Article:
As an initial matter, the court notes that the Statute of Fraud provides that an agreement will not be recognized or enforced if it is not in writing and subscribed by the party to be charged when the agreement by its terms is not to be performed within one year from its making or is not completed before the end of a lifetime (General Obligation Law § 5-701(a)(1)). If a contractual obligation could have been intended to be performed within one year and thus would not require a written instrument (Constantini v. Bimco Industries, Inc., 125 AD2d 531, [2d Dept 1986]). In any event, as long as the agreement may be fairly and reasonably interpreted as capable of performance within a year, which could be the case here, the statute of frauds would not apply. Where the alleged oral agreement requires the balance of the contract price to be paid at a date beyond one year, the contract can not be performed within one year and is therefore void under the Statute of Frauds (A. Aversa Brokerage, Inc. v. Honig Insurance Agency, Inc., 249 A.D.2d 345, 671 N.Y.S.2d 135 (2d Dept1998).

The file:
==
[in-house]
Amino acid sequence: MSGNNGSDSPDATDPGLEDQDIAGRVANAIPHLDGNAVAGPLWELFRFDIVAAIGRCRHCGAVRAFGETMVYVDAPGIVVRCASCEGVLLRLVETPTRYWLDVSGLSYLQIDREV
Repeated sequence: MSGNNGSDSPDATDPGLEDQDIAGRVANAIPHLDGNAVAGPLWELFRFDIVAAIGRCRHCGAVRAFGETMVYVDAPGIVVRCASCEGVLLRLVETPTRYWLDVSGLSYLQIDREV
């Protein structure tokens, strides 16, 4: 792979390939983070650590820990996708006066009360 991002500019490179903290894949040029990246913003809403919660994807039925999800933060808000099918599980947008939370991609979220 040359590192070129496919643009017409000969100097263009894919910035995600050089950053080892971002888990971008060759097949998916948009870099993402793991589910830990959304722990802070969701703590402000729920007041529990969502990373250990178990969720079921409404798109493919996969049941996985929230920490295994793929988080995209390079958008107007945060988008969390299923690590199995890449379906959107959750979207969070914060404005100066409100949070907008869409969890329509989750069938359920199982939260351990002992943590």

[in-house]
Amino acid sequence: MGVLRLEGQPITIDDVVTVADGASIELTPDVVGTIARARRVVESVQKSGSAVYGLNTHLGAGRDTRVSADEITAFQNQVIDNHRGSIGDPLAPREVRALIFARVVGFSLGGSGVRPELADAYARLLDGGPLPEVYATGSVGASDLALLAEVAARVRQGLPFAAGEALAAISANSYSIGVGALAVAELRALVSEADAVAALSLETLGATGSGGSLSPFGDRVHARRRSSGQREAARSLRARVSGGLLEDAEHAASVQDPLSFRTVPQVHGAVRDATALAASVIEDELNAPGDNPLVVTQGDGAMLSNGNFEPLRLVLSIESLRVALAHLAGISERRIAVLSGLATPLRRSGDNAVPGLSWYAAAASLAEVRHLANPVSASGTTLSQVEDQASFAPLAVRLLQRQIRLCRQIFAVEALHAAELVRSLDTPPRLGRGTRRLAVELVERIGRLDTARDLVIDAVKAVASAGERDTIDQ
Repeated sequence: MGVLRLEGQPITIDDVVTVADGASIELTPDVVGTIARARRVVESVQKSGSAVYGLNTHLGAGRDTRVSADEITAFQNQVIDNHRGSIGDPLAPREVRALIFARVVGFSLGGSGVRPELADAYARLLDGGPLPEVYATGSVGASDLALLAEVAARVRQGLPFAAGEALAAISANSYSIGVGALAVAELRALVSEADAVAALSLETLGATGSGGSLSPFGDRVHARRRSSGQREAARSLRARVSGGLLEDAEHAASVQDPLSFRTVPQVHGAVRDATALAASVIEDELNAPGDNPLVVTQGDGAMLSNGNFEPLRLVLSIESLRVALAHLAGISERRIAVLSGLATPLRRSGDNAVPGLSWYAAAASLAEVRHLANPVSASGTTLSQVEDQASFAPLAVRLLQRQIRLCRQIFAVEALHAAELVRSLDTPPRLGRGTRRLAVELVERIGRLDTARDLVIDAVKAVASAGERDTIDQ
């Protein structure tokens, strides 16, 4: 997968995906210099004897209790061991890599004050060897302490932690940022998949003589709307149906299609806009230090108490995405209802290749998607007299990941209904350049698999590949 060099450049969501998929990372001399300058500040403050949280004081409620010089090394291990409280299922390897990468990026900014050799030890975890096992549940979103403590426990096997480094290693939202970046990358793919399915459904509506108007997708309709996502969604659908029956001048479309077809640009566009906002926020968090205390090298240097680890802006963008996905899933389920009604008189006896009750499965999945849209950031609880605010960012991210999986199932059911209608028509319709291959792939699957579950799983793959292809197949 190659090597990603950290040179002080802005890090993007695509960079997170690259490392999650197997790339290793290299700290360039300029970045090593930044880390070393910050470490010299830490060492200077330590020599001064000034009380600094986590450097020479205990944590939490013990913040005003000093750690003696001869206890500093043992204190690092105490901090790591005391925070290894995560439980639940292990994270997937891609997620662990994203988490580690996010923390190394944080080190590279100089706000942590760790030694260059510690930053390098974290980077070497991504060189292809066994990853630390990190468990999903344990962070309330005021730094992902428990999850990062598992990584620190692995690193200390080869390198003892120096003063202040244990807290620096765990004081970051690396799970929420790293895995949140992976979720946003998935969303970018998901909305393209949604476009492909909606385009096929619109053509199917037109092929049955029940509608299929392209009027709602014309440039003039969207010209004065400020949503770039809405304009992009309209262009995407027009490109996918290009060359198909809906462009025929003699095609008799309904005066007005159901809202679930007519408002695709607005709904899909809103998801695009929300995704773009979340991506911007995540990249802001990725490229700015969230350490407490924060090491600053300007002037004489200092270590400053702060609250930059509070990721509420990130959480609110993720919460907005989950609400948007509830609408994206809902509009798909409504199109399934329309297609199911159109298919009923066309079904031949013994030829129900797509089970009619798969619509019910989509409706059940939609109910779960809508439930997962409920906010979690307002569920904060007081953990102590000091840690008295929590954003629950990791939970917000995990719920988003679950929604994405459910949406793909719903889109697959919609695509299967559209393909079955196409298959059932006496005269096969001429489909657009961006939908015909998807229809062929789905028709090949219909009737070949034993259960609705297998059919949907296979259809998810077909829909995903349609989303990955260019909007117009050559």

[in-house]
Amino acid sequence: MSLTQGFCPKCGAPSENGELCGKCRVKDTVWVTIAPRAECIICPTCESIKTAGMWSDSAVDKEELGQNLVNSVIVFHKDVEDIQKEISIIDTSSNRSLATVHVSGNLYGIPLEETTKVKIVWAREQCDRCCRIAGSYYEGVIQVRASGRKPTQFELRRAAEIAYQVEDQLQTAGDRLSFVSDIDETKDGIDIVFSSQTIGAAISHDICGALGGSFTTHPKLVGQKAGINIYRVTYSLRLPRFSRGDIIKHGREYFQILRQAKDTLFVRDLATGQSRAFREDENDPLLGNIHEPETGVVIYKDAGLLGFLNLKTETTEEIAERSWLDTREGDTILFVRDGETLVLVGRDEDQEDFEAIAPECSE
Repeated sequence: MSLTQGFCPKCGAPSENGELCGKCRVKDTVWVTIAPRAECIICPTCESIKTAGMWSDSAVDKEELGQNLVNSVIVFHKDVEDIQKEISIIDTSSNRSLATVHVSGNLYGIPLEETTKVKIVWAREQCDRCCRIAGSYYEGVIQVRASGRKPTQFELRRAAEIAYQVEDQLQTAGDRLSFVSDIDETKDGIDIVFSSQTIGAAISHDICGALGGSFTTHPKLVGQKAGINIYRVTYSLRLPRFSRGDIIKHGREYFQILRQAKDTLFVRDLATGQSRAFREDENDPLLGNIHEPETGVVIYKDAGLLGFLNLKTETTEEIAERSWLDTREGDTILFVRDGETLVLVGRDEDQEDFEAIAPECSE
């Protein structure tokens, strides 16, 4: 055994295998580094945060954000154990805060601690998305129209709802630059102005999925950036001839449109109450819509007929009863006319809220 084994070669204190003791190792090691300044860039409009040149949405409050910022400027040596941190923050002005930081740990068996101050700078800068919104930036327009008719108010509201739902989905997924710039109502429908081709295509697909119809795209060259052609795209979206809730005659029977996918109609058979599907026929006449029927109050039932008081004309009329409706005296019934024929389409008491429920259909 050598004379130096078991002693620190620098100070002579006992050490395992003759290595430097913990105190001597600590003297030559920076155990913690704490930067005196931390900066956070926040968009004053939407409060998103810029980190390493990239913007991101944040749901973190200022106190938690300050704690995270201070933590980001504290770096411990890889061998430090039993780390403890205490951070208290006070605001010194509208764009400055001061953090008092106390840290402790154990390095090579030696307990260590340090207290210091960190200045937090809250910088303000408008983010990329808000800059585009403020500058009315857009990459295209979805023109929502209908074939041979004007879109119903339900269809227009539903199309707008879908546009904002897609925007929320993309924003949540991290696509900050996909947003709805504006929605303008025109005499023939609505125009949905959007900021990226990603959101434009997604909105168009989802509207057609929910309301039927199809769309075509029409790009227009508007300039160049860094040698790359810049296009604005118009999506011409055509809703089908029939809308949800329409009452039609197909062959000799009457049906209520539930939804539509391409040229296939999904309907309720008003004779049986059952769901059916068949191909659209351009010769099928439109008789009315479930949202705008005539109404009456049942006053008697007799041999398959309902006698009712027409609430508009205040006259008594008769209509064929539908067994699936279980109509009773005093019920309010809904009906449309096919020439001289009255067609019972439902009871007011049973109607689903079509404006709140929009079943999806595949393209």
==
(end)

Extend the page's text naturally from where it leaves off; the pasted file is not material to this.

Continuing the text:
Here, the essential elements of the contract have been specified, inter alia, that Manos agreed to perform all of plaintiff's payroll and related tax duties associated with plaintiff's compensation of its employees for a fee. Plaintiff paid Manos on a weekly basis an amount equal to plaintiff's obligation to pay said compensation and obligations, including Manos' fee, and Manos agreed to be responsible not only to pay plaintiff's employees their net compensation but also to remit to the appropriate federal and state governmental authorities as and when due the correct amount of withheld income taxes and other monies.

In light of the foregoing, applying these principles to the instant matter, the complaint adequately alleges all of the essential elements of a cause of action to recover damages for breach of contract, to wit: the existence of a contract, the plaintiff's performance under the contract, the defendant's breach of that contract, and resulting damages. Accordingly, the complaint sufficiently stated a cause of action to recover damages for breach of contract (see CPLR 3211[a][7] ); JP Morgan Chase v J.H. Elec. of New York, Inc., 69 AD3d 802, 803 [2d Dept 2010]).